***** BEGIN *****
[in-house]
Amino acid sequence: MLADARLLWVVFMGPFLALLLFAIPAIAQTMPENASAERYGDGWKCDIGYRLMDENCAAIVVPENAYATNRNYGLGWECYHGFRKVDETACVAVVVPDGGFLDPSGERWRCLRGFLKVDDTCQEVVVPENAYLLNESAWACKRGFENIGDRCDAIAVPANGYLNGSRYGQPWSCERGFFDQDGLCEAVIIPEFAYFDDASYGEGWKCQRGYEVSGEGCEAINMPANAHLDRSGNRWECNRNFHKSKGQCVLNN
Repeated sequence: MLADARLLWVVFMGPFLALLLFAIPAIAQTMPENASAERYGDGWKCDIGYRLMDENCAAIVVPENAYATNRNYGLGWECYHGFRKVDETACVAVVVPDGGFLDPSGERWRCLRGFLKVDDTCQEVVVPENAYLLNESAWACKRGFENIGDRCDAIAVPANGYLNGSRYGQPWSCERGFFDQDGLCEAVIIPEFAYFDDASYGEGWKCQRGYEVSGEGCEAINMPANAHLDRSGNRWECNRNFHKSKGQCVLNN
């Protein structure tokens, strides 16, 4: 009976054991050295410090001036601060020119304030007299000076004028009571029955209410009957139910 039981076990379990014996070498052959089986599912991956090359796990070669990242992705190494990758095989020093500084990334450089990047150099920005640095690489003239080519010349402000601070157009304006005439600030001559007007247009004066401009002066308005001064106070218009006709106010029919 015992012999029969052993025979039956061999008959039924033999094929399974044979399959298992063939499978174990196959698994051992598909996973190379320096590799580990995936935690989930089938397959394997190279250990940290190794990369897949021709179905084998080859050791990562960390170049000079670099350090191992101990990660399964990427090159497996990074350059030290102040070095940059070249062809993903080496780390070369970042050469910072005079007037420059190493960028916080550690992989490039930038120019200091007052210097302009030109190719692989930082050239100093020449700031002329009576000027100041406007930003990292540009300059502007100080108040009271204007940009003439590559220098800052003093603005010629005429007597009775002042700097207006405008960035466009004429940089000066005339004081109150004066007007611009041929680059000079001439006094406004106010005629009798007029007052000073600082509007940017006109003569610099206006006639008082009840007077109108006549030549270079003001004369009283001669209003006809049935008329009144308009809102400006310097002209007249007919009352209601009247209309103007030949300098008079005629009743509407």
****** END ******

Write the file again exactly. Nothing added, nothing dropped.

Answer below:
[in-house]
Amino acid sequence: MLADARLLWVVFMGPFLALLLFAIPAIAQTMPENASAERYGDGWKCDIGYRLMDENCAAIVVPENAYATNRNYGLGWECYHGFRKVDETACVAVVVPDGGFLDPSGERWRCLRGFLKVDDTCQEVVVPENAYLLNESAWACKRGFENIGDRCDAIAVPANGYLNGSRYGQPWSCERGFFDQDGLCEAVIIPEFAYFDDASYGEGWKCQRGYEVSGEGCEAINMPANAHLDRSGNRWECNRNFHKSKGQCVLNN
Repeated sequence: MLADARLLWVVFMGPFLALLLFAIPAIAQTMPENASAERYGDGWKCDIGYRLMDENCAAIVVPENAYATNRNYGLGWECYHGFRKVDETACVAVVVPDGGFLDPSGERWRCLRGFLKVDDTCQEVVVPENAYLLNESAWACKRGFENIGDRCDAIAVPANGYLNGSRYGQPWSCERGFFDQDGLCEAVIIPEFAYFDDASYGEGWKCQRGYEVSGEGCEAINMPANAHLDRSGNRWECNRNFHKSKGQCVLNN
């Protein structure tokens, strides 16, 4: 009976054991050295410090001036601060020119304030007299000076004028009571029955209410009957139910 039981076990379990014996070498052959089986599912991956090359796990070669990242992705190494990758095989020093500084990334450089990047150099920005640095690489003239080519010349402000601070157009304006005439600030001559007007247009004066401009002066308005001064106070218009006709106010029919 015992012999029969052993025979039956061999008959039924033999094929399974044979399959298992063939499978174990196959698994051992598909996973190379320096590799580990995936935690989930089938397959394997190279250990940290190794990369897949021709179905084998080859050791990562960390170049000079670099350090191992101990990660399964990427090159497996990074350059030290102040070095940059070249062809993903080496780390070369970042050469910072005079007037420059190493960028916080550690992989490039930038120019200091007052210097302009030109190719692989930082050239100093020449700031002329009576000027100041406007930003990292540009300059502007100080108040009271204007940009003439590559220098800052003093603005010629005429007597009775002042700097207006405008960035466009004429940089000066005339004081109150004066007007611009041929680059000079001439006094406004106010005629009798007029007052000073600082509007940017006109003569610099206006006639008082009840007077109108006549030549270079003001004369009283001669209003006809049935008329009144308009809102400006310097002209007249007919009352209601009247209309103007030949300098008079005629009743509407």